Crimes involving moral turpitude also come up in the context of deportation. If you are convicted of a CIMT while in the US and the sentence you receive for the crime is longer than one year, then you will be deportable if the conviction comes within five years of your most recent admission to the United States. The meaning of the term ‘admission’ is fairly complicated in the INA. It’s meaning will generally only become a problem if you have taken a long trip outside the US since the granting of your green card or other visa.

Like much of the INA, determining what counts as a CIMT can be complicated. This FAQ is only meant to provide a basic outline of these sections. If you are concerned about how these sections may apply to you, you need to discuss it with the immigration law specialists at the Hacking Law Practice, LLC. We have a wealth of experience dealing with immigration authorities to get successful results for our clients. Contact us today at (314) 961-8200 or by filling out our online contact form.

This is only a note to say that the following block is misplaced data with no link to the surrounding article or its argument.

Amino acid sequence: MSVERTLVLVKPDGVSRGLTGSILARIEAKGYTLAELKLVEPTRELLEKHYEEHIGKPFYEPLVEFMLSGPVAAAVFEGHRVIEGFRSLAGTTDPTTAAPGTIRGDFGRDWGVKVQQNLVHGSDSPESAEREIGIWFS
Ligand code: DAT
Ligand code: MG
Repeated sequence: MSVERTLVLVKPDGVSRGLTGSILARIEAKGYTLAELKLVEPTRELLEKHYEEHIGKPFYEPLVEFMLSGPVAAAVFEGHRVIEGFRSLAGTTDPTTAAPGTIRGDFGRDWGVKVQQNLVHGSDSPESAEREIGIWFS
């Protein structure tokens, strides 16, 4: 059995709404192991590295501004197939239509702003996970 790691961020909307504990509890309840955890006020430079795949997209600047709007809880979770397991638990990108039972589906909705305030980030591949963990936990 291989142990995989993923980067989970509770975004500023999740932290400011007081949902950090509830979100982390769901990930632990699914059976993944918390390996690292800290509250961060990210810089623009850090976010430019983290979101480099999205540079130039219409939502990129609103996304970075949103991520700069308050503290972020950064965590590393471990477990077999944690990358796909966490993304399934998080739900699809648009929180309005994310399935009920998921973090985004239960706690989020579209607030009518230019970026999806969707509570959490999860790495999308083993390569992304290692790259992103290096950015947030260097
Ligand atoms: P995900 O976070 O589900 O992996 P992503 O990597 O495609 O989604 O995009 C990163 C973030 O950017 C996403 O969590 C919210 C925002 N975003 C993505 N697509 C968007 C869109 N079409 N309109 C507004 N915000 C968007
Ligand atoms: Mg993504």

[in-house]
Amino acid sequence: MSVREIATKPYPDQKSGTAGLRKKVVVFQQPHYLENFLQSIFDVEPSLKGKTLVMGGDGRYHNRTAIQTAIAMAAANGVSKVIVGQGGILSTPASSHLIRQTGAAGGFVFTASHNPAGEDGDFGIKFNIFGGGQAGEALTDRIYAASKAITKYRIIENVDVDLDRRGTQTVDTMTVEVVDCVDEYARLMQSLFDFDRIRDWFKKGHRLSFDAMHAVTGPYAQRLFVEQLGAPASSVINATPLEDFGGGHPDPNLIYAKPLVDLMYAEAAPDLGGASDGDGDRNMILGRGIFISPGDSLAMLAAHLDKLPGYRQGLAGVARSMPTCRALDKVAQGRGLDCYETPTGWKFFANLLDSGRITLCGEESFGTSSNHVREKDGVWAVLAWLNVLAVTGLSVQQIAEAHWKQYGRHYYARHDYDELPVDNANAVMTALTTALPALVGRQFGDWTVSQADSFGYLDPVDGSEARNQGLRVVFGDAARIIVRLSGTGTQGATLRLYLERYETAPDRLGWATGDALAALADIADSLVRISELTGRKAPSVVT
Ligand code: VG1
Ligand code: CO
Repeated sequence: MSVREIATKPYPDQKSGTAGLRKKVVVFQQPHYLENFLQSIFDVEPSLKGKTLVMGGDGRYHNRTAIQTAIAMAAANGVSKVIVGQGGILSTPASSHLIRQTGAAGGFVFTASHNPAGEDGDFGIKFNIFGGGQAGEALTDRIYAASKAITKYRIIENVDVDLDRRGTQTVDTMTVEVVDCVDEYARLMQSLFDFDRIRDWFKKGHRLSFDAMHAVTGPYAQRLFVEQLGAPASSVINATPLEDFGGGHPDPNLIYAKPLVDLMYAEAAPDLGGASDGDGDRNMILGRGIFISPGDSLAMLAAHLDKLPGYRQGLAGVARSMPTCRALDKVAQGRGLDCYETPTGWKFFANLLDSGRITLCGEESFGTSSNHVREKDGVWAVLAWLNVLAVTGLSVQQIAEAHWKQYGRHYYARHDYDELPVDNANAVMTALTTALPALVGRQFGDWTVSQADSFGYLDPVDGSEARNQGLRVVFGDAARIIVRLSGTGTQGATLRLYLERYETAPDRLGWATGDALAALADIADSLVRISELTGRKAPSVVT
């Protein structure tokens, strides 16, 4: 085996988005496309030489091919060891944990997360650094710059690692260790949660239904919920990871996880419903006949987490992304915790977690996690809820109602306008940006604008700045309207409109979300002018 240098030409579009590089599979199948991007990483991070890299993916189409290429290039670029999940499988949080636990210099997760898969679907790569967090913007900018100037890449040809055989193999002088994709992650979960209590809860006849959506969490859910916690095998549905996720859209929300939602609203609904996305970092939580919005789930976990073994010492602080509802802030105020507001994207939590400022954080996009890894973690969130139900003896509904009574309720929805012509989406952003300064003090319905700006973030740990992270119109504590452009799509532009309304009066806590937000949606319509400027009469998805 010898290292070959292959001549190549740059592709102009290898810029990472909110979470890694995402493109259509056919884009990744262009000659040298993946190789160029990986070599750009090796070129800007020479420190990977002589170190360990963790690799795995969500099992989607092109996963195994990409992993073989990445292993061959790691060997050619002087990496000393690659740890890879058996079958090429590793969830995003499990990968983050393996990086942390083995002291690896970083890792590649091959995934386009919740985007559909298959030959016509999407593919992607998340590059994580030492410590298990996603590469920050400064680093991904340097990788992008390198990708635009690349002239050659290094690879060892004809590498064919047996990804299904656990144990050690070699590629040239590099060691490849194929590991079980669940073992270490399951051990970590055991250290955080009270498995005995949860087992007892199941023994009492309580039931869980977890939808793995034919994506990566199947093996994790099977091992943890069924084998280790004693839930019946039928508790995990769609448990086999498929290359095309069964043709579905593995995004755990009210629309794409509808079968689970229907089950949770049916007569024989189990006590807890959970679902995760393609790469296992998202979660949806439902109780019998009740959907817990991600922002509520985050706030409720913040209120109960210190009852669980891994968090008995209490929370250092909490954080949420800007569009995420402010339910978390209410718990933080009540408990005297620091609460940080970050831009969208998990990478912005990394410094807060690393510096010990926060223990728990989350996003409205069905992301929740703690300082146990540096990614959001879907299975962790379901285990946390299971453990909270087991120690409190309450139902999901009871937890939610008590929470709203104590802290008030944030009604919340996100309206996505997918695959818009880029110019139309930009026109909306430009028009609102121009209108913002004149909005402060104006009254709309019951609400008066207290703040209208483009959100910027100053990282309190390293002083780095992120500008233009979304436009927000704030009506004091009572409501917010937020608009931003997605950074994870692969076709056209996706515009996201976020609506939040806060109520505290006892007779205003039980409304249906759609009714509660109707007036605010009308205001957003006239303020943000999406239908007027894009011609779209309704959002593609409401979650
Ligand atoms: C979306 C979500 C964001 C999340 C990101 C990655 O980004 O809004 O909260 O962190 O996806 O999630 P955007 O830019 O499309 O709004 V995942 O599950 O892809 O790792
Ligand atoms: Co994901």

What is an aggravated felony?

There is a second type of crime that can cause you to be deported. This type of crime is known as an aggravated felony. The reason for the distinction between the two types of crimes is to deny certain exceptions or relief from deportation to immigrants who committed really bad crimes while they were in the US. There are a lot of aggravated felonies listed in the INA. These include murder, rape, sexual abuse of a minor, drug/weapon trafficking, and money laundering/fraud in excess of $10,000.

Also included are two umbrella crimes. The first are crimes of violence for which the term of imprisonment is at least one year. A crime of violence is any crime where force is used or threatened against a person or property. It also includes any crimes that involve the substantial risk that physical force may be used during their commission. The second umbrella aggravated felony is a theft offense for which the term of imprisonment is at least one year. This includes crimes like burglary and receiving stolen property, as long as the prison sentence is at least one year.

Like much of the INA, determining what counts as an aggravated felony can be complicated. This FAQ is only meant to provide a basic outline of these sections. If you are concerned about how these sections may apply to you, you need to discuss it with the immigration law specialists at the Hacking Law Practice, LLC. We have a wealth of experience dealing with immigration authorities to get successful results for our clients. Contact us today at (314) 961-8200 or by filling out our online contact form.